Neuromonitoring Using Neurosonography and Pupillometry in A Weaning and Early Neurorehabilitation Unit.

Siepen, Bernhard M.; Grubwinkler, Stephan; Wagner, Andrea; Gruber, Christine; Dickopf, Alexander; Linker, Ralf A; Schlachetzki, Felix; Baldaranov, Dobri (2020). Neuromonitoring Using Neurosonography and Pupillometry in A Weaning and Early Neurorehabilitation Unit. Journal of neuroimaging, 30(5), pp. 631-639. Wiley 10.1111/jon.12742

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BACKGROUND AND PURPOSE

Long-term surveillance of intracranial pressure (ICP) in neurological/neurosurgical patients during ventilator weaning and early neurorehabilitation currently relies on clinical observation because neuroimaging is rarely readily available. In this prospective study, multimodal neurosonography and pupillometry are evaluated for follow-up monitoring.

METHODS

Sonographic neuromonitoring was used to noninvasively examine patients' ICP during weaning and early neurorehabilitation. It allowed assessments of third ventricle width, possible midline shift, middle cerebral artery flow velocities, and bilateral optic nerve sheath diameters. Quantitative pupillometry was used to determine pupil size and reactivity. Other neuroimaging findings, spinal tap ICP measurements, and clinical follow-up data served as controls.

RESULTS

Seventeen patients-11 suffering from intracranial hemorrhage, four from encephalopathies, and two from ischemic stroke-were examined for ICP changes by using neurosonography and pupillometry during a mean observation period of 21 days. In total, 354 of 980 analyses (36.1%) yielded pathological results. In 15 of 17 patients (88.2%), pathological values were found during follow-up without a clear clinical correlate. In two patients (11.8%), clinically relevant changes in ICP occurred and were identified using neurosonography. Abnormal pupillometry findings displayed a high predictive value for absent clinical improvement.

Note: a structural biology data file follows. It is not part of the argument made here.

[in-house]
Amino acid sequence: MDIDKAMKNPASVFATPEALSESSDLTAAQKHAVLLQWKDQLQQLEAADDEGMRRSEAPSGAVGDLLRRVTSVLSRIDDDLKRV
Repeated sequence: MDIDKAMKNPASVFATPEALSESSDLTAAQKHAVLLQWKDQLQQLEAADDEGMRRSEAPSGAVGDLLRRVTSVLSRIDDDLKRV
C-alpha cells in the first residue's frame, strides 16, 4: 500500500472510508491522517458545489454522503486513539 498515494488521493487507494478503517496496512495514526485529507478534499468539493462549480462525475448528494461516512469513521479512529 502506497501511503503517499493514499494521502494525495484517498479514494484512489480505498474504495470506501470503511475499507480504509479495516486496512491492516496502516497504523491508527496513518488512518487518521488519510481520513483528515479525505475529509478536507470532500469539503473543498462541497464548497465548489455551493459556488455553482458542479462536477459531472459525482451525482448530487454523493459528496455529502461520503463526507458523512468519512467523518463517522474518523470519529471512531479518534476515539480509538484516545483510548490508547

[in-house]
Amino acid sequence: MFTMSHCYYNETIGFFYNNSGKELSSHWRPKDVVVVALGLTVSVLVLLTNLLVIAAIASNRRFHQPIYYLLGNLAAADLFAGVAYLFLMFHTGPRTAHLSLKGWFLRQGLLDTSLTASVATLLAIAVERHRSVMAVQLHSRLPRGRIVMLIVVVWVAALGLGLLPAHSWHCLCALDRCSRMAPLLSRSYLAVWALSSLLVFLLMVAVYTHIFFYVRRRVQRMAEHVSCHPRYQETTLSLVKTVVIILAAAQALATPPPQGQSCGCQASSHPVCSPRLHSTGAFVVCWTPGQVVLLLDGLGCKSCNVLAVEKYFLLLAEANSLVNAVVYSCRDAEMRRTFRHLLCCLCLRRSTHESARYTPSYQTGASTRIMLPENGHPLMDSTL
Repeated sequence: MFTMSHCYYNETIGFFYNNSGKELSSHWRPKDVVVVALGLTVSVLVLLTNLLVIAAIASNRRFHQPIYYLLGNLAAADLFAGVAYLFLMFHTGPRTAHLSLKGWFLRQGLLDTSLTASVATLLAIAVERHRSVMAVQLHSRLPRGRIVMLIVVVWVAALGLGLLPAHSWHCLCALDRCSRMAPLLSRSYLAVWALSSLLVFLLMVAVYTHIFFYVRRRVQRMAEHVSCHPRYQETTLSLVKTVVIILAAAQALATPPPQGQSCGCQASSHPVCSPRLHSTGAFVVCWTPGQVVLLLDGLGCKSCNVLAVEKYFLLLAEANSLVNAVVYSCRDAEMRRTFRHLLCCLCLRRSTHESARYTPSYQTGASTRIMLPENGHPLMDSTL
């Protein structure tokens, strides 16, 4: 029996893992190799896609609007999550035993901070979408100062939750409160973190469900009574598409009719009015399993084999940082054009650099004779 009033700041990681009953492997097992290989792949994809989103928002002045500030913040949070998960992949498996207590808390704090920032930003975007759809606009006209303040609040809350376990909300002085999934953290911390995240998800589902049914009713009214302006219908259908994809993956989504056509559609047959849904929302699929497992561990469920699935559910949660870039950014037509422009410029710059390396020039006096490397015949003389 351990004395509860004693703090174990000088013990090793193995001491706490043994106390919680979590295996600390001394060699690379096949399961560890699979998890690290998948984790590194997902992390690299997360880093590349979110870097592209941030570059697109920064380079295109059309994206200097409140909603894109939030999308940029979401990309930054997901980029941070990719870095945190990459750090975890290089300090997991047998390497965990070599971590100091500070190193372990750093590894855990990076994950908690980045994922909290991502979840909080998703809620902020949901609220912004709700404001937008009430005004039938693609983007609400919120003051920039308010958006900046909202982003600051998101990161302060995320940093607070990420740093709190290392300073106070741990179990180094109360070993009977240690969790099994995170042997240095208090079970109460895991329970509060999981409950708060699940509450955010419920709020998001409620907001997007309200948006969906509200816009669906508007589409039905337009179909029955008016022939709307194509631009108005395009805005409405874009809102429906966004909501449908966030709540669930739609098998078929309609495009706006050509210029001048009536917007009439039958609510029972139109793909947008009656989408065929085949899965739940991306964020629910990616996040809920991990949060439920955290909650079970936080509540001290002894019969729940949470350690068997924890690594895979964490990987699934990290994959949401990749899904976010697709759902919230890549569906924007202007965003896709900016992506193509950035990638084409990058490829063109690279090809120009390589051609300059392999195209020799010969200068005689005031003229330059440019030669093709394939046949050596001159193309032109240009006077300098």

CONCLUSION

Multimodal neurosonography may be a noninvasive means for long-term ICP assessment, whereas pupillometry may only detect rapid ICP changes during acute neurointensive care. The study also illustrates common pitfalls in neuromonitoring in general, with large numbers of pathological albeit nonsignificant findings. Additional controlled studies should validate the influence of detected subtle changes in ICP on neurological outcome.

Item Type:

Journal Article (Original Article)

Division/Institute:

04 Faculty of Medicine > Department of Head Organs and Neurology (DKNS) > Clinic of Neurology

UniBE Contributor:

Siepen, Bernhard Matthias

Subjects:

600 Technology > 610 Medicine & health

ISSN:

1051-2284

Publisher:

Wiley

Language:

English

Submitter:

Chantal Kottler

Date Deposited:

10 Nov 2020 11:23

Last Modified:

10 Nov 2020 11:23

Publisher DOI:

10.1111/jon.12742

PubMed ID:

32592294

Uncontrolled Keywords:

Intracranial pressure neuromonitoring neurorehabilitation optic nerve sheath diameter pupillometry

BORIS DOI:

10.7892/boris.147370

URI:

https://boris.unibe.ch/id/eprint/147370

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